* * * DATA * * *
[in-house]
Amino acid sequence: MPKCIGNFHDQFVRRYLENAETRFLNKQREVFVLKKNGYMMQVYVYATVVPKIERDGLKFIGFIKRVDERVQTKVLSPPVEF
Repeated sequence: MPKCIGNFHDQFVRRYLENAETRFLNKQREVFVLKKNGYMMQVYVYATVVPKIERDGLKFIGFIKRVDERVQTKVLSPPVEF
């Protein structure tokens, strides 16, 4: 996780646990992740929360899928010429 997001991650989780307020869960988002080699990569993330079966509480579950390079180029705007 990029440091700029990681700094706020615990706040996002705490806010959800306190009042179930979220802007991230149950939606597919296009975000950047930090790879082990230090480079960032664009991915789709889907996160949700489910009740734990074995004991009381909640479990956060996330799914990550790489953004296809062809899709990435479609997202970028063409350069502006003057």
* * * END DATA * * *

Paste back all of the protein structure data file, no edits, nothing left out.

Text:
[in-house]
Amino acid sequence: MPKCIGNFHDQFVRRYLENAETRFLNKQREVFVLKKNGYMMQVYVYATVVPKIERDGLKFIGFIKRVDERVQTKVLSPPVEF
Repeated sequence: MPKCIGNFHDQFVRRYLENAETRFLNKQREVFVLKKNGYMMQVYVYATVVPKIERDGLKFIGFIKRVDERVQTKVLSPPVEF
């Protein structure tokens, strides 16, 4: 996780646990992740929360899928010429 997001991650989780307020869960988002080699990569993330079966509480579950390079180029705007 990029440091700029990681700094706020615990706040996002705490806010959800306190009042179930979220802007991230149950939606597919296009975000950047930090790879082990230090480079960032664009991915789709889907996160949700489910009740734990074995004991009381909640479990956060996330799914990550790489953004296809062809899709990435479609997202970028063409350069502006003057």